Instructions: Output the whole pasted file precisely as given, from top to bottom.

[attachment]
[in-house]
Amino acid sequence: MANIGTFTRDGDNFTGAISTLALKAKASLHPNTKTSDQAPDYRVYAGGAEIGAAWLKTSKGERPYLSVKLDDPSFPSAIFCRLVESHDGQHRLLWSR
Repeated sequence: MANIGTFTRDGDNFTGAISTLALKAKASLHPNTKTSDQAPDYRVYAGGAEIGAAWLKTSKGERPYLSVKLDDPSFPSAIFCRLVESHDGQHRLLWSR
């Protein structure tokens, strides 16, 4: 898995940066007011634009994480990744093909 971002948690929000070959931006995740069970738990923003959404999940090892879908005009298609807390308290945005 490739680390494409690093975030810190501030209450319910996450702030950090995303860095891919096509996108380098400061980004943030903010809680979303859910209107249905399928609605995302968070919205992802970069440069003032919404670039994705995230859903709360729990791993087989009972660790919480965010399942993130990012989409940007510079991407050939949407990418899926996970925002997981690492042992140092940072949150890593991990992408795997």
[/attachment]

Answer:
[in-house]
Amino acid sequence: MANIGTFTRDGDNFTGAISTLALKAKASLHPNTKTSDQAPDYRVYAGGAEIGAAWLKTSKGERPYLSVKLDDPSFPSAIFCRLVESHDGQHRLLWSR
Repeated sequence: MANIGTFTRDGDNFTGAISTLALKAKASLHPNTKTSDQAPDYRVYAGGAEIGAAWLKTSKGERPYLSVKLDDPSFPSAIFCRLVESHDGQHRLLWSR
């Protein structure tokens, strides 16, 4: 898995940066007011634009994480990744093909 971002948690929000070959931006995740069970738990923003959404999940090892879908005009298609807390308290945005 490739680390494409690093975030810190501030209450319910996450702030950090995303860095891919096509996108380098400061980004943030903010809680979303859910209107249905399928609605995302968070919205992802970069440069003032919404670039994705995230859903709360729990791993087989009972660790919480965010399942993130990012989409940007510079991407050939949407990418899926996970925002997981690492042992140092940072949150890593991990992408795997």